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Newsletter: From Evidence to Action

News & events

  • Sikhula Sonke in Khayelitsha provides quality early childhood development in the form of an open-air outreach playgroup called the Emthonjeni Outreach Programme. FNB fund manager Pearl Mphuthi, says, “Evidence has shown that where very young children have access to early learning stimulation in the preschool years their ability to benefit from schooling is significantly enhanced. Unfortunately, one of the barriers to preschool attendance in South Africa is cost, and non-centre based ECD initiatives such as playgroups are an excellent way to expose young children to a stimulating learning environment.”
  • Ever since the 2008 National Study on School Violence was released by the Center for Justice and Crime Prevention there has been a great deal of attention focused on the problem. However, the follow-up study, conducted in 2012 reveals that very little has changed.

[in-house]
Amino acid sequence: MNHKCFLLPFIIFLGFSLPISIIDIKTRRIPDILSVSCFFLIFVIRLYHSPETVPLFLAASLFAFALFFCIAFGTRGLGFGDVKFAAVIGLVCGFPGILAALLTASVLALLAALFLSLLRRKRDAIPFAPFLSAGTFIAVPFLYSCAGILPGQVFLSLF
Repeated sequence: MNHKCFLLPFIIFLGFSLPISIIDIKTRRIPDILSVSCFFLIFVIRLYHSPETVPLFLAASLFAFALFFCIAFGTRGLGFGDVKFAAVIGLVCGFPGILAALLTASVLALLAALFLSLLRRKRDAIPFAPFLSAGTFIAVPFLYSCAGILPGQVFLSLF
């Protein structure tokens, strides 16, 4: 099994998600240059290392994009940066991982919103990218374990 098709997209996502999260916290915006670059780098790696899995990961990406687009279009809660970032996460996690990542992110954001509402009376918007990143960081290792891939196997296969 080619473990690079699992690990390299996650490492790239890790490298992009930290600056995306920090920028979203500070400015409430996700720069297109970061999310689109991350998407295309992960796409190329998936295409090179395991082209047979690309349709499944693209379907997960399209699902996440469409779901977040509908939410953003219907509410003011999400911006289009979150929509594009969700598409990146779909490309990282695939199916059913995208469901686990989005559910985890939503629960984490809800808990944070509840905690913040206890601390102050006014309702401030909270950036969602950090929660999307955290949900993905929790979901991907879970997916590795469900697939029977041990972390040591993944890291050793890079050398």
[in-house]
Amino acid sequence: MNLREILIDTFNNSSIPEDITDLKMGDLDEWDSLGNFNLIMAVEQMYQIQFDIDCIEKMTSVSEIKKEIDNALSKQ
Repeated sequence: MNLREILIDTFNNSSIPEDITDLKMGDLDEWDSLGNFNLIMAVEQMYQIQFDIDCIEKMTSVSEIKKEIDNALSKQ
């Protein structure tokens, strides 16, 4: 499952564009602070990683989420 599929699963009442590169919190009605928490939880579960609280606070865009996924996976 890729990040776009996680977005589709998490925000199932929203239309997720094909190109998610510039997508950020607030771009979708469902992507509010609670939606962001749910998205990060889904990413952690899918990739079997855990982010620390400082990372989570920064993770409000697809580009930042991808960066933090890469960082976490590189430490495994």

• A Factsheet from Africa Check on how to travel with children into and out of South Africa
  • The Learner Transport Policy is to be finalised within the current financial year.
  • DBE budget vote 2015/2016 with the theme,Repositioning basic education sector for accelerated quality, equity and efficiency
  • President Jacob Zuma today, 22 April 2015, convened a meeting of stakeholders in South Africa in the wake of attacks against foreign nationals, to discuss migration at the Sefako Makgatho Presidential Guest House in Pretoria.
  • The Human Sciences Research Council (HSRC) strongly condemns the disturbing spate of violent attacks against those perceived to be ‘foreigners’ or illegal immigrants in South Africa.
  • “If the voices of our children cannot stop this violence, then I don’t know what can.”
  • Save the Children SA has conducted ongoing research into the effects of xenophobic violence on foreign children. With a specific focus on rural areas in Mpumalanga and Limpopo, Save the Children spoke to children in six towns about their experiences.
  • “Isaac, we can no longer go to the movie today. We have a curfew,” my late dad told me. “I understand, dad” I responded – and I genuinely did.

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